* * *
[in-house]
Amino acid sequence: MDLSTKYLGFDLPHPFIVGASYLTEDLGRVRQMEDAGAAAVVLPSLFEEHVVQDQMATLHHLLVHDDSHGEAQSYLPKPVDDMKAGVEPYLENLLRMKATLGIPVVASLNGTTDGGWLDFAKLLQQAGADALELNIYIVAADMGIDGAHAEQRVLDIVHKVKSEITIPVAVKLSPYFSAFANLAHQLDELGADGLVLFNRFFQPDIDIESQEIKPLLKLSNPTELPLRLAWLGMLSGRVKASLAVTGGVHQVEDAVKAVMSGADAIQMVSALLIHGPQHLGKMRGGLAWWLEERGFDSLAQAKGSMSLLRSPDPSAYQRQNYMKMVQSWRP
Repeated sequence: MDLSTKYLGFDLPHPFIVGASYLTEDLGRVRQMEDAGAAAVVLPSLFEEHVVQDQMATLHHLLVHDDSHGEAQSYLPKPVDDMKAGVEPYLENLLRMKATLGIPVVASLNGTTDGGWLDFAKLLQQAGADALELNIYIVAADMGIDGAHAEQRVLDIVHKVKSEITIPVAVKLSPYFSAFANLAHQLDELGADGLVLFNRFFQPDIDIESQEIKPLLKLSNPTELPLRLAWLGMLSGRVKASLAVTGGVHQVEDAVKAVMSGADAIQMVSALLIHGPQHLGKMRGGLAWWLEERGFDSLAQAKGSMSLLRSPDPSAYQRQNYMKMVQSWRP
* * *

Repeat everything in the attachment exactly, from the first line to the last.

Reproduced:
[in-house]
Amino acid sequence: MDLSTKYLGFDLPHPFIVGASYLTEDLGRVRQMEDAGAAAVVLPSLFEEHVVQDQMATLHHLLVHDDSHGEAQSYLPKPVDDMKAGVEPYLENLLRMKATLGIPVVASLNGTTDGGWLDFAKLLQQAGADALELNIYIVAADMGIDGAHAEQRVLDIVHKVKSEITIPVAVKLSPYFSAFANLAHQLDELGADGLVLFNRFFQPDIDIESQEIKPLLKLSNPTELPLRLAWLGMLSGRVKASLAVTGGVHQVEDAVKAVMSGADAIQMVSALLIHGPQHLGKMRGGLAWWLEERGFDSLAQAKGSMSLLRSPDPSAYQRQNYMKMVQSWRP
Repeated sequence: MDLSTKYLGFDLPHPFIVGASYLTEDLGRVRQMEDAGAAAVVLPSLFEEHVVQDQMATLHHLLVHDDSHGEAQSYLPKPVDDMKAGVEPYLENLLRMKATLGIPVVASLNGTTDGGWLDFAKLLQQAGADALELNIYIVAADMGIDGAHAEQRVLDIVHKVKSEITIPVAVKLSPYFSAFANLAHQLDELGADGLVLFNRFFQPDIDIESQEIKPLLKLSNPTELPLRLAWLGMLSGRVKASLAVTGGVHQVEDAVKAVMSGADAIQMVSALLIHGPQHLGKMRGGLAWWLEERGFDSLAQAKGSMSLLRSPDPSAYQRQNYMKMVQSWRP